First Corinthians chapter 15 is one of my favorite chapters in all of Scripture. It is rich with both theological content and personal meaning. The chapter itself begins with one of the most important things a Christian could ever ponder. These set of verses answer that burning and sometimes controversial question: what is the Gospel? The Gospel, it says, is the proclamation of the truth “that Christ died for our sins according to the Scriptures, that he was buried, that he was raised on the third day according to the Scriptures” (1 Cor. 15:3-4).
Paul goes on to provide a list of witnesses to the risen Christ for the purpose of illustrating that Christ didn’t just rise in his heart. Christ didn’t just rise spiritually. And finally, Christ didn’t rise metaphorically. Rather, Christ was killed on that cursed tree, and three days later he rose from the dead, in his body, as the first fruits of our real and bodily resurrection.
Now, there are two things to take note of here. The first is obvious—that as Christ has been raised, truly raised in his body, so shall we be raised, in our bodies, just as he promised. The first is linked intrinsically to the second. That is, that if Christ did not rise from the dead, we are still in our sin. Or as the preacher would say, you are still in your sin.
So what does it mean to “still be in your sin”? Sin is the separation from God that we both inherited from our first parents, Adam and Eve, and that we confirm daily, hourly, minute by minute, in our own state of sin as well as our active sins against our neighbors. As the liturgy helps us confess, we sin in thought, word, and deed by what we have done and by what we have left undone. We do not love God with our whole heart (or left to our own devices, any part of it), and we do not love our neighbors as ourselves. Thus, we justly deserve God’s just and eternal punishment. That punishment is death – eternal death – and this death is the real enemy.
Sin is the separation from God that we both inherited from our first parents, Adam and Eve, and that we confirm daily, hourly, minute by minute, in our own state of sin as well as our active sins against our neighbors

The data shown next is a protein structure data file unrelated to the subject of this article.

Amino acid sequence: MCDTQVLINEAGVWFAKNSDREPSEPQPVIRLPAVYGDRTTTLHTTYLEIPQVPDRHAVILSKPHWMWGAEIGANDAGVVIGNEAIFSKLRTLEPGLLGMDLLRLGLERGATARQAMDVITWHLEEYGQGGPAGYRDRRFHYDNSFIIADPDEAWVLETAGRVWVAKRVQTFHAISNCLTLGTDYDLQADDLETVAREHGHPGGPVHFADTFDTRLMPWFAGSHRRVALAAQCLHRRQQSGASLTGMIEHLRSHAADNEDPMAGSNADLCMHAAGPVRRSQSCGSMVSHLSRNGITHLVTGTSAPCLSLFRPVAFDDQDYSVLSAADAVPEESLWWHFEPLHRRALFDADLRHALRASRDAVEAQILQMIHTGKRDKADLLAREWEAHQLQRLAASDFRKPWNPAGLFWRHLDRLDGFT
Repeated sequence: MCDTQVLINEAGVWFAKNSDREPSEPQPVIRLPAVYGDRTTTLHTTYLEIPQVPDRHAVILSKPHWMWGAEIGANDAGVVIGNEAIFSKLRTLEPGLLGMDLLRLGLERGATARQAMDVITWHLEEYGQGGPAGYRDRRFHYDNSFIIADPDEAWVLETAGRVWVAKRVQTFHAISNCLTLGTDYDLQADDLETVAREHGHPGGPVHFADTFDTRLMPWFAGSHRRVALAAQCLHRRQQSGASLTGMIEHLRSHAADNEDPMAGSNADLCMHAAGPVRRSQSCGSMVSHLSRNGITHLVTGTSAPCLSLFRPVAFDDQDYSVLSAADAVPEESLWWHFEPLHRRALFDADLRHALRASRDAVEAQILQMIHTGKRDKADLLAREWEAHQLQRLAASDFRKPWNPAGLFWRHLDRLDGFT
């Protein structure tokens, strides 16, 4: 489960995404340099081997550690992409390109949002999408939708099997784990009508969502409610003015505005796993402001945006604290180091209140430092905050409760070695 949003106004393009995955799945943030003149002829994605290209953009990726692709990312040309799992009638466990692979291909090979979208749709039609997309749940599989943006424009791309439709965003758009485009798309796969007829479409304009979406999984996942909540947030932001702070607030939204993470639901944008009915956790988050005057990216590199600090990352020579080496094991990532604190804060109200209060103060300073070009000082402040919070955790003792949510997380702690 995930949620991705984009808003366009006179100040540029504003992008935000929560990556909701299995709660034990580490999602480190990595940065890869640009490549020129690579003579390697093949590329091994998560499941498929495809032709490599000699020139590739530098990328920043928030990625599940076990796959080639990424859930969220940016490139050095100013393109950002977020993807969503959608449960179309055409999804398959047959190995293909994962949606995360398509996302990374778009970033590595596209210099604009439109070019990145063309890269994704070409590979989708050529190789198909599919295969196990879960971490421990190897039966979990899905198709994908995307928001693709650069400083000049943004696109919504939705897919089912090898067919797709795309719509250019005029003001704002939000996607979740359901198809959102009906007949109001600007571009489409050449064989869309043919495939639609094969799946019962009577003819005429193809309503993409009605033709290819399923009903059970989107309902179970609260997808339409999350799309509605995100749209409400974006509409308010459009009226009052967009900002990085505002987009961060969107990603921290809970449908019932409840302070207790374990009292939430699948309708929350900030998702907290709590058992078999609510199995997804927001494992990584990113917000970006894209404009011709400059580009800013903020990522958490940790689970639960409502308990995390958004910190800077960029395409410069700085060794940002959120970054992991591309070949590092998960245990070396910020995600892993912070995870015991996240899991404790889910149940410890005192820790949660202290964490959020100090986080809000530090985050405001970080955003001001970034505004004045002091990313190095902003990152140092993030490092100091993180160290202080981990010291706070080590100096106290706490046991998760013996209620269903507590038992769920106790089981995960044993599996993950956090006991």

Death is what Christ came to mock. And death is what vexes us all. Christ’s death is his final act of taking on all our sin—truly taking it from us and making it his. In this final act of defiance, his final suffering and crucifixion grabs from our wicked clenched fists the last remnants of sin that we stubbornly hang on to and lays that sin on his own back. The same back that is whipped by the guards. The same back that is pressed against the tree as his hands and feet are stretched and nailed securely down. The same back that slumps on the cross as muscle, tendon, and ligaments give way and fail to hold him up any longer. This back takes all our sin and dies in our stead. This is the sacrifice of Christ. This is the vicarious atonement. This is what makes him the sacrificial Lamb of God who takes away the sin of the world, who takes away your sin!
So what then of his resurrection? That is a good question. I previously noted that Christ’s real enemy was death. Death was the curse that was wrought because of sin, our sin. Death is our ultimate fear. Death is the universal condition that links all mankind. Death is the enemy, and sin leads to death—both in this life now and forever. But what if sin was truly removed and what if the one who took it from us had the power to conquer it’s curse and spit in the face of death? What would this mean for you and for me? Would it mean that we who are in Christ no longer had anything to fear? Indeed it would!
This is what it means for Christ to take our sin. If anyone else would have attempted such a feat, they would have failed. Why? Because only Christ is the eternal Lamb of God who was and is and is to come. Only he who spoke the words “let there be” could also truly conquer sin, death, and the power of the devil. Only he who was in the beginning could confidently say that in three days he would rise again. Only he knew that he had to give his life freely and that no one could take it away from him. And only he had the power to fulfill the promise that his death would finally take our sin and his resurrection meant that death lost the finality of its sting over us.
So, Paul poses a mind game for us here in First Corinthians. He asks us to ponder the importance of the actual and real bodily resurrection of Christ by saying to us, “And if Christ has not been raised, your faith is futile; you are still in your sins.” Because if we are in our sins, death is still an enemy with power over us. Without Christ’s resurrection, death still has the power to curse, destroy, and wreak havoc and fear over our lives. And this is why the first seven verses of this chapter are so important. They show us, undoubtedly, that Christ did rise from the dead. That he appeared to “Cephas, and then to the Twelve. After that, he appeared to more than five hundred of the brothers and sisters at the same time, most of whom are still living, though some have fallen asleep. Then he appeared to James, then to all the apostles, and last of all he appeared to me (Paul) also, as to one abnormally born” (1 Cor. 15:5-8).As we celebrate Easter, we are called to remember and confess that he is Christ. He is risen. And if he is risen, our sins are no longer ours. When we fall asleep, he will come again and with a trumpet sound to wake us on that last day to be with Him! O, sin what of your curse? “Death has been swallowed up in victory. Where, O death is your victory? Where, O death is your sting?” (1 Cor. 15:55). The true victory of Christ’s bodily resurrection was all for you. Have no fear. Christ is Risen! He is Risen indeed! Hallelujah!
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